April 13, 2018
Pamela Sue Haines, DrPH, nutrition professor at the UNC Gillings School of Global Public Health for 25 years, died at her home in Hillsborough, N.C., on April 10. She was 70 years old.
Born in Rochester, N.Y., to John and Marion Haines, she earned a bachelor’s degree from Cornell, a registered dietitian (RD) credential from Vanderbilt, a master’s in food and resource economics from the University of Florida, and a Doctor of Public Health from the University of North Carolina at Chapel Hill.
Much of her professional life, her obituary notes, was dedicated to making the world around her a better place. As a young woman, she was a Peace Corps volunteer in Columbia, and her later scholarly work centered around improving dietary outcomes for underserved populations and communities.
Haines was a strong advocate for women in the workplace, successfully balancing a demanding career with caring for her family. In her free time, she loved to garden, travel and continue to learn about the world.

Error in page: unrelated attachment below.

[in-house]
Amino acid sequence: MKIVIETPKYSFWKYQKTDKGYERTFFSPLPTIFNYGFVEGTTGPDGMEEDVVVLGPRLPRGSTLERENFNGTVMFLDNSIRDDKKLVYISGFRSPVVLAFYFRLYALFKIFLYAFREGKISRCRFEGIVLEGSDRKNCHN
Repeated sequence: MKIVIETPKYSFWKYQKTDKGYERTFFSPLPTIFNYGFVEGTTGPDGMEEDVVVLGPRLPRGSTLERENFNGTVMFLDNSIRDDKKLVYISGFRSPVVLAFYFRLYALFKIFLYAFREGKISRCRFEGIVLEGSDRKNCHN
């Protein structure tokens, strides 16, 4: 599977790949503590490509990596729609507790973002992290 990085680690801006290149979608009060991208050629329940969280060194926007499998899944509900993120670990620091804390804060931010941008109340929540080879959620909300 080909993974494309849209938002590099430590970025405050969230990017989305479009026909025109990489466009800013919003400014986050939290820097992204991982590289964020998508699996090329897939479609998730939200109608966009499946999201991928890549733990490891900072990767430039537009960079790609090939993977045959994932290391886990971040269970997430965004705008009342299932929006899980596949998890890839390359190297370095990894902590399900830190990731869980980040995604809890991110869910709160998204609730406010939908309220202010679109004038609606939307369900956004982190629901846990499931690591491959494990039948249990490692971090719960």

She especially treasured her teaching responsibilities, and mentored many nutrition students over the years, including Alice Ammerman, DrPH, now Mildred Kaufman Distinguished Professor of nutrition and director of the UNC Center for Health Promotion and Disease Prevention.
“Pam was my doctoral adviser and friend,” Ammerman said. “She was always patient and kind, and because she trusted and supported me to take on a dissertation that was a little ‘different’ from the norm and not directly related to her work, it allowed me to launch my own career more quickly. She was a valued faculty member in our department, who will be deeply missed.”
Haines was predeceased by her husband, William Nichols, and is survived by their son, Jacob Nichols (fiancée Lauren Senesac) and her sisters, Patricia Chapman and Sandra Borkhuis.
A visitation will take place at Clements Funeral Home in Hillsborough on Saturday, April 14, from noon to 1:30 p.m., followed by burial at 3 p.m. at Oak Ridge Cemetery in South Boston, Va.
For those wishing to make a memorial gift, the family suggests either spring flowers or a charitable donation, perhaps to the Food Bank of Central and Eastern North Carolina.
Online condolences may be submitted here.